Sen. Elizabeth Warren, whose steady stream of plans have propelled her to the top of the Democratic presidential field, came under sustained attack for the first time during a raucous primary debate in Westerville, Ohio, on Tuesday that revealed Democrats’ ongoing public struggle to define their beliefs and choose a standard-bearer to take on President Donald Trump.
Warren, D-Mass., faced direct challenges from several of the 11 other candidates onstage, who took her on over her policies, her fitness to serve as commander in chief and her willingness to question the motives of Democrats who support less transformational ideas.
South Bend Mayor Pete Buttigieg and Sen. Amy Klobuchar, D-Minn., took turns criticizing Warren over her support for Medicare-for-all and her purist approach to populism.
“We’re competing to be president for the day after Trump,” Buttigieg said. “Our country will be horrifyingly polarized, even more than now. After everything we’ve been through, after everything we are about to go through, this country will be even more divided. Why unnecessarily divide this country over health care when there’s a better way to deliver coverage for all?”
The focus on Warren deflected attention from others facing scrutiny entering Tuesday’s debate, which was hosted by CNN and The New York Times.
Former vice president Joe Biden went for long stretches without surfacing, as the rest of the field appeared reluctant early in the debate to echo Republican criticisms of Biden’s son Hunter Biden and his work on the board of a Ukranian energy company while his father was the Obama administration’s point person there. Attacks on Biden’s more moderate positions were fleeting, unlike in earlier debates.
Sen. Bernie Sanders, I-Vt., meanwhile, showed no signs of lingering health trouble in his first public appearance since suffering a heart attack two weeks ago. But he also did not answer questions about his health.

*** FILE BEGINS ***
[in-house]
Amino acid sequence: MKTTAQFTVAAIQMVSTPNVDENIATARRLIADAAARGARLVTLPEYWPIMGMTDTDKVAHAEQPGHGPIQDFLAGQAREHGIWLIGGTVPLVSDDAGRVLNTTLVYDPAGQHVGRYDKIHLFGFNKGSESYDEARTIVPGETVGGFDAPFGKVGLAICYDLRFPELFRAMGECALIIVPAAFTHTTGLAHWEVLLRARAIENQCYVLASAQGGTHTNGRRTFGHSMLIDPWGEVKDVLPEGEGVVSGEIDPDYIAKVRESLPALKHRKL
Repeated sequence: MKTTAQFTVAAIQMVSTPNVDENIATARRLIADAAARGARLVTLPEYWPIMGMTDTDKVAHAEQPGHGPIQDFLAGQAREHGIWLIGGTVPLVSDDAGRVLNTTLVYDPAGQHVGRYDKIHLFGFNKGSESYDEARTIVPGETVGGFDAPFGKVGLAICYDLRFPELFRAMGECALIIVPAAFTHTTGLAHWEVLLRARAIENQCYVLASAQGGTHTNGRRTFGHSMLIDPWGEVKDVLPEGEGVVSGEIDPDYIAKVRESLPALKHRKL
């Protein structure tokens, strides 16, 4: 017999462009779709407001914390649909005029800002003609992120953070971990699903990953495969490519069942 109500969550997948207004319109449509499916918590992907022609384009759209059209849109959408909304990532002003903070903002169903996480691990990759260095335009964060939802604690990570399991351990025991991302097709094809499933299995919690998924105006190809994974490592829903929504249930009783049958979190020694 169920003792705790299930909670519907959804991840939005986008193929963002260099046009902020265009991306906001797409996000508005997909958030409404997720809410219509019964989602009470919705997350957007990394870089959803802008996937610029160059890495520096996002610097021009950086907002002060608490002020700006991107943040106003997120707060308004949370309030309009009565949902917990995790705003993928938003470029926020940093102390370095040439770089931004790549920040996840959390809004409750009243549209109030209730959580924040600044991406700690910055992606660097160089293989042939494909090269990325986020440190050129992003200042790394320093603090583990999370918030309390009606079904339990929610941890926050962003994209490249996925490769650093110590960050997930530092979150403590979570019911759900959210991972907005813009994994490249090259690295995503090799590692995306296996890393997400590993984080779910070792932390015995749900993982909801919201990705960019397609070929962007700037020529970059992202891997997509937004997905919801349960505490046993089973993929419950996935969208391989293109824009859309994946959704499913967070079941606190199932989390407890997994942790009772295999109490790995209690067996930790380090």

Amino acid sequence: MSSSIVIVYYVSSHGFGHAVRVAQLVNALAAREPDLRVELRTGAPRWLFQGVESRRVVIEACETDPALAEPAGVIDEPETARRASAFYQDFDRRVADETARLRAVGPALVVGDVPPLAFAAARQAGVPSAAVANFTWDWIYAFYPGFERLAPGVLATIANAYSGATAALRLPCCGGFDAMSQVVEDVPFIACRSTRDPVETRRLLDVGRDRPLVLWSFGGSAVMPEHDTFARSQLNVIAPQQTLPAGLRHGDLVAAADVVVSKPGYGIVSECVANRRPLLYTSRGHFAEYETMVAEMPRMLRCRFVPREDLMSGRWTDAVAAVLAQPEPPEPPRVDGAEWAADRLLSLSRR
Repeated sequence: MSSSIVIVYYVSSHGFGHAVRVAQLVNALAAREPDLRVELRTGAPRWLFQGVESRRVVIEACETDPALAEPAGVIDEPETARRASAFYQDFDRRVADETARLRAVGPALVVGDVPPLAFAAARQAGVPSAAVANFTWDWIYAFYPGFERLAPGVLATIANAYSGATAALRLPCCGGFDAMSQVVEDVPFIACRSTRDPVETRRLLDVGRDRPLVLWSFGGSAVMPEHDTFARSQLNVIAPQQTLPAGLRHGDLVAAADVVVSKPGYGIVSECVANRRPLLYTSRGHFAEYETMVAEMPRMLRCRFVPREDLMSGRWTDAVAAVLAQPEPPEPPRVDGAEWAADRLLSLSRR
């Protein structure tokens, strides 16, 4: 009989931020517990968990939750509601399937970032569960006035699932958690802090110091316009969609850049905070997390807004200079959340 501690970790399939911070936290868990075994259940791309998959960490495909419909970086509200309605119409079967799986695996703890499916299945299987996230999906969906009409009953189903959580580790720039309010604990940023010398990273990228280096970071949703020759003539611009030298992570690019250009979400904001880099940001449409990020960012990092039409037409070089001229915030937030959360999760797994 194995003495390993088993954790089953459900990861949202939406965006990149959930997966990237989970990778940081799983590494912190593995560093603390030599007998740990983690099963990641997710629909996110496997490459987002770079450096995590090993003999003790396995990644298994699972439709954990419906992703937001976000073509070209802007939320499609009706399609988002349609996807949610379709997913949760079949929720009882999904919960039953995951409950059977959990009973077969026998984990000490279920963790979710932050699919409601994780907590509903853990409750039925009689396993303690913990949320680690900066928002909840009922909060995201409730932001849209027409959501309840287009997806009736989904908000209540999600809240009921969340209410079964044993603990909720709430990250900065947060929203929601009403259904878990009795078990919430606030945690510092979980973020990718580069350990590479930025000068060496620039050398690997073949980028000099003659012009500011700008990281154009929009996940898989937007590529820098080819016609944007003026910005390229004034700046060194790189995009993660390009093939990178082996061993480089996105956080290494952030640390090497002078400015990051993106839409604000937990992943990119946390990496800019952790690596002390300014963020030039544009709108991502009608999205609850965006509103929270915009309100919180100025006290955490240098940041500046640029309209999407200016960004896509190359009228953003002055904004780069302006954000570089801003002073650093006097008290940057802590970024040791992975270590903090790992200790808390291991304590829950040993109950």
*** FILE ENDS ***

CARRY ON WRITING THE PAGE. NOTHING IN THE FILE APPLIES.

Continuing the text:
The stage was swollen with a dozen candidates, the most on a debate stage this year. And with several at risk of not making the next set of debates, a number of feisty exchanges were triggered by low-polling candidates still hoping to revive their campaigns. The debate also came at a pivotal time: just four months before the Iowa caucuses, and when the impeachment inquiry that House Democrats have launched against Trump has sucked up most of the political oxygen.
It was the unrelenting onslaught against Warren that most deviated from past gatherings.
Former congressman Beto O’Rourke of Texas accused Warren of supporting “punitive” tax policy. Businessman Andrew Yang questioned Warren over her plan to break up large technology companies. Sen. Kamala Harris, D-Calif., chastised Warren for not agreeing that Trump’s Twitter account should be suspended. Unprompted, Rep. Tulsi Gabbard, D-Hawaii, twice roped Warren into her answers, questioning the senator’s foreign policy credentials.
“I appreciate Elizabeth’s work,” Klobuchar said at one point. “But again, the difference between a plan and a pipe dream is something that you can actually get done.”
The tenor of the debate was the clearest sign yet that Warren’s ascendancy would force her campaign to grapple with the challenges of being the front-runner in a large and unwieldy Democratic field.
Warren fought back against the attacks, casting her challengers as too small-minded or timid for the moment, or as part of an entrenched political system that is dominated by corporations and the wealthy.
“Look, I understand that this is hard, but I think as Democrats, we are going to succeed when we dream big and fight hard, not when we dream small and quit before we get started,” Warren said.
The debate also underscored the deep policy divisions that persist among Democrats on issues including health care, abortion, taxes, education, inequality, technology, foreign policy and trade. Health care was perhaps the most contentious issue, as it has been in previous debates.
Moderate candidates pilloried the Medicare-for-all program backed by Warren and Sanders as overly expensive, unworkable and likely to raise costs on middle-class Americans.
“Your signature, senator, is to have a plan for everything, except for this,” Buttigieg said, facing Warren, as he accused her of giving an evasive answer when asked whether Medicare-for-all would lead to tax increases for Americans.
Klobuchar, among those onstage who have yet to meet the qualifications for the November debate, also weighed in.
“At least Bernie’s being honest here and saying how he’s going to pay for this and that taxes are going to go up,” Klobuchar said. “And I’m sorry, Elizabeth, but you have not said that, and I think we owe it to the American people to tell them where we’re going to send the invoice.”